CUDA is a parallel programming environment based on a subset of C++(2011). As such it is suited for computations of any kind that can benefit from massive parallelism. The typical parallelism in a CUDA accelerated app is on the order of ten thousand threads, versus a dozen threads or so with CPUs.
My background is skewed heavily toward scientific computation, not financial computation. I don’t know what solvers are typically used in rate computation. You may be able to find open-source implementations that you can study. I am thinking a package like R might offer a rate computation? On the face of it, the function whose roots one has to find looks to compute the rate looks reasonably well behaved, so to first order any commonly-used solver would probably work. You could try simple bisection first, and then progress to a hybrid method like Brent-Dekker to see whether that works better.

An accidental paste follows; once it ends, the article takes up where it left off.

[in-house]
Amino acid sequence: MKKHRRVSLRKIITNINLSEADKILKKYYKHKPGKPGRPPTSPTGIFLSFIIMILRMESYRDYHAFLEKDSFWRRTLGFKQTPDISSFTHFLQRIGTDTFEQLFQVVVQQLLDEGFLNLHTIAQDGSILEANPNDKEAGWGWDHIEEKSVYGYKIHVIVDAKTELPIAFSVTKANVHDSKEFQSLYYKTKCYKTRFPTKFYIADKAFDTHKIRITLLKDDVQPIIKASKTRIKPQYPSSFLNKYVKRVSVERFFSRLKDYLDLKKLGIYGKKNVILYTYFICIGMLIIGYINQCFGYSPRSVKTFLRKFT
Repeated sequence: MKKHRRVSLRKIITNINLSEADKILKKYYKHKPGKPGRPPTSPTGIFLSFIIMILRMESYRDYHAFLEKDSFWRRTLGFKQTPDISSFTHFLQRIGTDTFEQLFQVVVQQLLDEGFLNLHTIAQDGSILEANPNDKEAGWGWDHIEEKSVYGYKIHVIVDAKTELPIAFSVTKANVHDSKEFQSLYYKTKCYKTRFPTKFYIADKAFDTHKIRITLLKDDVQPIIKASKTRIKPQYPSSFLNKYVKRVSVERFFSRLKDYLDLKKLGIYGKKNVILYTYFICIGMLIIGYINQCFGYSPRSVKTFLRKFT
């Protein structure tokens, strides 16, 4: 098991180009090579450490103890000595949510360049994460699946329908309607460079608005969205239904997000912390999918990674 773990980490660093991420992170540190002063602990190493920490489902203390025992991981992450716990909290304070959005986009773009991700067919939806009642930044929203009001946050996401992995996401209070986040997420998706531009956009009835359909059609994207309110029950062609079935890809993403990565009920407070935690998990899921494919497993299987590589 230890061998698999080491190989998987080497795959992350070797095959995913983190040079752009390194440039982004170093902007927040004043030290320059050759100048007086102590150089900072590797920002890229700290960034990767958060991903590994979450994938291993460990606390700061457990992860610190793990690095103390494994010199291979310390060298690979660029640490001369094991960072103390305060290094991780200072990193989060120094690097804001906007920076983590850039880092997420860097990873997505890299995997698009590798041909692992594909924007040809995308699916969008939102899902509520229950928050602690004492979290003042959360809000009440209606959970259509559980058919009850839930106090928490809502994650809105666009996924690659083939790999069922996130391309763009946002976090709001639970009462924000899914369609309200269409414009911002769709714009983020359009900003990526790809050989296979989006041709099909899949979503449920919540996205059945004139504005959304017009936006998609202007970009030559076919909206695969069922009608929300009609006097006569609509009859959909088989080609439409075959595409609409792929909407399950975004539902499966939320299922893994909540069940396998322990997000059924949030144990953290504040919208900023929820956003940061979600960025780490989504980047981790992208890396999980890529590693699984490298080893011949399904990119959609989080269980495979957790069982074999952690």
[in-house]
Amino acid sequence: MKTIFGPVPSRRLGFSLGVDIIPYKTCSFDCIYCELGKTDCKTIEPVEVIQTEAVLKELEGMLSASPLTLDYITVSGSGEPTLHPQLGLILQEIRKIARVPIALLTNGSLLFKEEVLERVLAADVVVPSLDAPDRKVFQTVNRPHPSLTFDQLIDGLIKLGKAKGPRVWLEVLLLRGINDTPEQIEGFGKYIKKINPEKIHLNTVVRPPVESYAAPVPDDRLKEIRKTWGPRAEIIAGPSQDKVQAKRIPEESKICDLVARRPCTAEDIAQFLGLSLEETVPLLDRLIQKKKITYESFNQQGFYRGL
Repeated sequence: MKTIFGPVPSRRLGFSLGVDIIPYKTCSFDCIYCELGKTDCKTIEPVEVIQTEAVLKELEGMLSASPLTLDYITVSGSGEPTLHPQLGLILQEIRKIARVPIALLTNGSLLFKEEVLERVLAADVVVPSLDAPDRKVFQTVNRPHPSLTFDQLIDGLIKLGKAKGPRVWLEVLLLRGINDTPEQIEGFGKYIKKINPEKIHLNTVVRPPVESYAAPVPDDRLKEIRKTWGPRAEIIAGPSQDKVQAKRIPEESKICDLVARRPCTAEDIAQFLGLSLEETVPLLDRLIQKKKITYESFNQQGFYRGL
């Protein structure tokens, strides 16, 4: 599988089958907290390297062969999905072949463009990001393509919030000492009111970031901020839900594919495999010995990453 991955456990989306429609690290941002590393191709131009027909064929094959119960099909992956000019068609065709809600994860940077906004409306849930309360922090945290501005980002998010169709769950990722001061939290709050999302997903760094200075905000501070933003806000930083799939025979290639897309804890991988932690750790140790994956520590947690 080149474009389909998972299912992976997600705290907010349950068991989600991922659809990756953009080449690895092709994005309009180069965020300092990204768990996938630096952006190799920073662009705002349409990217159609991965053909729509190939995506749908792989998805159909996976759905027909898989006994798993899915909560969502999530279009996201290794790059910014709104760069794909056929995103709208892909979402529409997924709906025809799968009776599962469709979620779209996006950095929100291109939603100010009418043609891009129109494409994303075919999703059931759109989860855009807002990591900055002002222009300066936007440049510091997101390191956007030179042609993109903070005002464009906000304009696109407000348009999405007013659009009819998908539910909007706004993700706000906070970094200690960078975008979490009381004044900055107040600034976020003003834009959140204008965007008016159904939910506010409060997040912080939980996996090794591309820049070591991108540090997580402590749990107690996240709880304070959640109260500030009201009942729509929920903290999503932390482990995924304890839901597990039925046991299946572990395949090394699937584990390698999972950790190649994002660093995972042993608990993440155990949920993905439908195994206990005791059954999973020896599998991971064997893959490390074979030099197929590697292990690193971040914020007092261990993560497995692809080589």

I am not sure where massive parallelism would come in. Maybe in your use case you need to consider many thousands of scenarios, and compute the interest rate for each?
To get started with CUDA any modern moderately-priced consumer GPU will do, e.g. a GTX 1060. I use my equipment 24/7 and do use “professional” systems built with Xeons and Quadros, but a casual CUDA user does not need to go that (expensive) route.